The links course at the Dunes runs through, as the name suggests, sand dunes a few hundred metres from the Mornington Peninsula shore. The nearest towns are Blairgowrie, Rosebud and Sorrento at the very tips of the southernmost claw of the Peninsula.
The architect, Tony Cashmore, has fulfilled his brief of creating a championship style course that is suitable for public access play. It is neither too long, too narrow or too arduous to put off the casual player and yet it is crunchy enough to tempt back the single handicapper.
Since The Dunes’ 1997 completion, other links courses of comparable merit have been completed in Australia. Kennedy Bay near Perth, Barnbougle Dunes on the north coast of Tasmania and the Moonah at The National are all strong contenders for the title of the best new links course in Australia.
The two nines of The Dunes Golf Links describe concentric clockwise loops so there is plenty of variation in angle of breezes to be played. The accent is very much on novelty and variation so the golfer will be asked to perform many direction changes, cope with side hill lies and fire to hill top greens.
The par threes for example are very different to each other: The 124-metre 3rd is very exposed to the breeze and plays to a long kidney shaped green with a pronounced back tier. The 6th is a very long downhiller where the best strategy is probably to land short, the 160-metre 13th calls for precise clubbing to hold a fairly narrow and well bunkered surface with a distinct frontal slope, finally the 179-metre 17th is in the spirit of the Sandbelt and would not look out of place at Kingston Heath: a raised complex, well bunkered green structure that calls for a firm spank into the prevailing breeze.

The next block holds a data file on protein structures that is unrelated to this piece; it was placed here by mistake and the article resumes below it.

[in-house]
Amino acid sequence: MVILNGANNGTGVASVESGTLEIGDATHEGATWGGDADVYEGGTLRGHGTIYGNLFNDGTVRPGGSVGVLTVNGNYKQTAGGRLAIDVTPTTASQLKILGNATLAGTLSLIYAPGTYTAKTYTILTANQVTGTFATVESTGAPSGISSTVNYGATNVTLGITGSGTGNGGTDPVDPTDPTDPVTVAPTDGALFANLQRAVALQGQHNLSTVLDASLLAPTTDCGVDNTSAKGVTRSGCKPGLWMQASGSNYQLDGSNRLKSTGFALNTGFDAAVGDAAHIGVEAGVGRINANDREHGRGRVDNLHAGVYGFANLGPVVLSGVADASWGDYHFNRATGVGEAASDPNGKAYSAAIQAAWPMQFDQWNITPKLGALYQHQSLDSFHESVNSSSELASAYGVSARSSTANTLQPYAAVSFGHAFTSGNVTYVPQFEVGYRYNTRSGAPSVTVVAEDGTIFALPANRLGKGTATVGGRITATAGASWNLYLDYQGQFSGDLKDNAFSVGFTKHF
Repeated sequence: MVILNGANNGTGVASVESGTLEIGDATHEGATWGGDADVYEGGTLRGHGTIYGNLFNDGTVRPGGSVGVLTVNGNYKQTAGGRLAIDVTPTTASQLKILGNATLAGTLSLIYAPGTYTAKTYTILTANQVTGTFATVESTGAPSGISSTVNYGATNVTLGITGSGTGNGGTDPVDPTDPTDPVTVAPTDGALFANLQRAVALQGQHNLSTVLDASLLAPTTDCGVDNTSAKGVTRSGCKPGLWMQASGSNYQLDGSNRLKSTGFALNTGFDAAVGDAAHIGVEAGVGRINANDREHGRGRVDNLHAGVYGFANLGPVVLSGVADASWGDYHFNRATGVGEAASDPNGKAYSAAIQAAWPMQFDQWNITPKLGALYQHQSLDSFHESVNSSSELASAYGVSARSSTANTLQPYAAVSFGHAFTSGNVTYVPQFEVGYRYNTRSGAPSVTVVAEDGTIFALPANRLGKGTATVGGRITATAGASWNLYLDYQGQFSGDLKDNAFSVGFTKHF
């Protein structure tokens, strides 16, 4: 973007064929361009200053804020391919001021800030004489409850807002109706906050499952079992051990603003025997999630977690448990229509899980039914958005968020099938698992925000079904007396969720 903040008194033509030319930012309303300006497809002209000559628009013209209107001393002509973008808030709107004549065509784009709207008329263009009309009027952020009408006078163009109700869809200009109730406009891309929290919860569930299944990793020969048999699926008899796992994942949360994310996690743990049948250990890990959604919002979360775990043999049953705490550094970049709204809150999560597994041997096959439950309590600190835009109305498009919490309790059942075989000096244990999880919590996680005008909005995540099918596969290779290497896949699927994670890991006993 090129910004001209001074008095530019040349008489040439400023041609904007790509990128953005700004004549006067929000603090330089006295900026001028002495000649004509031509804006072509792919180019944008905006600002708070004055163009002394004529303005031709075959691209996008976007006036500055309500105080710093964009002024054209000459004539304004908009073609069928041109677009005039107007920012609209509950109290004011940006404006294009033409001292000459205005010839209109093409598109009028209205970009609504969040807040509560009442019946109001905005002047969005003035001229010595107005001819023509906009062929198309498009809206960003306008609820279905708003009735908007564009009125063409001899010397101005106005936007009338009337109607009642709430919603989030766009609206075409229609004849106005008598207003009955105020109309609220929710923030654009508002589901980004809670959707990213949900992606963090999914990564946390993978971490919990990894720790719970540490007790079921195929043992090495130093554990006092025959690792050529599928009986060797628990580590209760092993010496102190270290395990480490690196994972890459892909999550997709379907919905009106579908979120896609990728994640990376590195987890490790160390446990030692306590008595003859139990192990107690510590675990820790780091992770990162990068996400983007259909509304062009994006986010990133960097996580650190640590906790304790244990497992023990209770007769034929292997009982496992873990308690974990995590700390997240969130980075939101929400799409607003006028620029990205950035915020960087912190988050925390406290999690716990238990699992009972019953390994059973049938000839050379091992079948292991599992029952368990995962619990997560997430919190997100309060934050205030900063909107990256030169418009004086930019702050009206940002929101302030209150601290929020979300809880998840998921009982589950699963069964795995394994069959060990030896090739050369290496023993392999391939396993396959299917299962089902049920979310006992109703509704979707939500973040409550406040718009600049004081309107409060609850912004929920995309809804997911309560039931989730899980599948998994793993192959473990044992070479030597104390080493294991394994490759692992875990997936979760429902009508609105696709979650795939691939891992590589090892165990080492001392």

My favourite of these is the 6th, certainly very traditional Scottish in its conception and unusual for the fact that it calls for a running shot and the best approach is not always directly for the flag. The water hazard at the back, in my view, deals a harsh penalty.
The above passage is a brief edited extract from The Finest Golf Courses of Asia and Australasia by James Spence. Reproduced with kind permission.
The Dunes is fun. Now that’s as a good a review as you should need. It has many really fun holes with shapes and contours and questions that make you wonder if there was a better way to play the hole you just finished.
Take the 4th. A short Par 4 that you feel like you could drive, except for those bunkers that you just might not carry. So you blast away off to the left but then the green which is long and thin is on the wrong angle and you have no depth to play to. So maybe you should have used an iron off the tee and played short of the bunkers?
There are a few of these holes that allow different strategies and have great shape and interest to them. On the down side there are a couple of holes that I’m not keen on but only a couple. That includes the 17th a par 3 with a board that will tell you that Tom Watson thinks it’s a great hole. Maybe for a professional or scratch player, most weekend players won’t enjoy it.
Interesting that the introductory reviewer named the 6th as his favourite hole when for me it was my least favourite and clearly so. It’s a hole you could play with a putter as successfully as a 6 iron. I just find the result too haphazard to rate it highly because you’ve got little idea where your ball will end up. Try it and see.